Soul of a Nation: Art in the Age of Black Power: The Broad | Los Angeles, CA
Soul of a Nation: Art in the Age of Black Power 1963-1983 shines a bright light on the vital contribution of Black artists made over two decades, beginning in 1963 at the height of the civil rights movement. Soul of a Nation explores how social justice movements, as well as stylistic evolutions in visual art (such as Minimalism and abstraction), were powerfully expressed in the work of artists including
Romare Bearden, Barkley Hendricks, Noah Purifoy, Martin Puryear, Faith Ringgold, Betye Saar, Alma Thomas, Charles White, and William T. Williams. Los Angeles-based artists appear throughout Soul of a Nation, and more deeply in three specific galleries, foregrounding the significant role of Los Angeles in the art and history of the civil rights movement and the subsequent activist era, and the critical influence and sustained originality of the city’s artists, many of whom have lacked wider recognition.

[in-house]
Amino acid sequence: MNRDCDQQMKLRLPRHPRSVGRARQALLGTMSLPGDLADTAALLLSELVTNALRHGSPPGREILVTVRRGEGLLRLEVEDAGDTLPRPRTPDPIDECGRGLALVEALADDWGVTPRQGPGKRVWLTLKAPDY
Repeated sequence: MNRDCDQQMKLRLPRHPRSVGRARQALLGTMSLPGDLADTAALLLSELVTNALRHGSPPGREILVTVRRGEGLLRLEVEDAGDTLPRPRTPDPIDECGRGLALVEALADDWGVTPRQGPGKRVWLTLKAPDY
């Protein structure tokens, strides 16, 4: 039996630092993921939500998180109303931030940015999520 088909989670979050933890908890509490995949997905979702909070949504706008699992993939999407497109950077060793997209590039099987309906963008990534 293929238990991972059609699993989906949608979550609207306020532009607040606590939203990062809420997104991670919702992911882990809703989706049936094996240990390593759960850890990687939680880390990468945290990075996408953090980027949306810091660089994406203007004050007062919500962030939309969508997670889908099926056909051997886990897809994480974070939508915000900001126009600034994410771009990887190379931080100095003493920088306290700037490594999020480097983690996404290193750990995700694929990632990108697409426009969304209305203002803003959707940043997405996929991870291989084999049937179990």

Featuring the work of more than 60 influential artists and including vibrant paintings, powerful sculptures, street photography, murals, and more, this landmark exhibition is a rare opportunity to see era-defining artworks that changed the face of art in America.
Wadsworth JarrellRevolutionary, 1972Screenprint printed in color on white wove paper33 x 26 in
83 x 66 cmEdition of 300
Jae JarrellRevolutionary Suit, 1970Wool, suede, wood, pigment
Jae JarrellBrothers Surrounding Sis, 1970Acrylic paint on suedeDimensions variable - currently on tour "Soul of a Nation, Art in the Age of Black Power" Tate Museum, Brooklyn Museum, Crystal Bridges and upcoming the Broad LA.
Gerald WilliamsWake Up , 1971Screenprint on wove paper42 x 28 in
106.7 x 71.1 cm
Jeff Donaldson, Victory in the Valley of Eshu, 1971
Barbara Jones-HoguUnite, 1971Screenprint on wove paper22 x 30 in
55.9 x 76.2 cm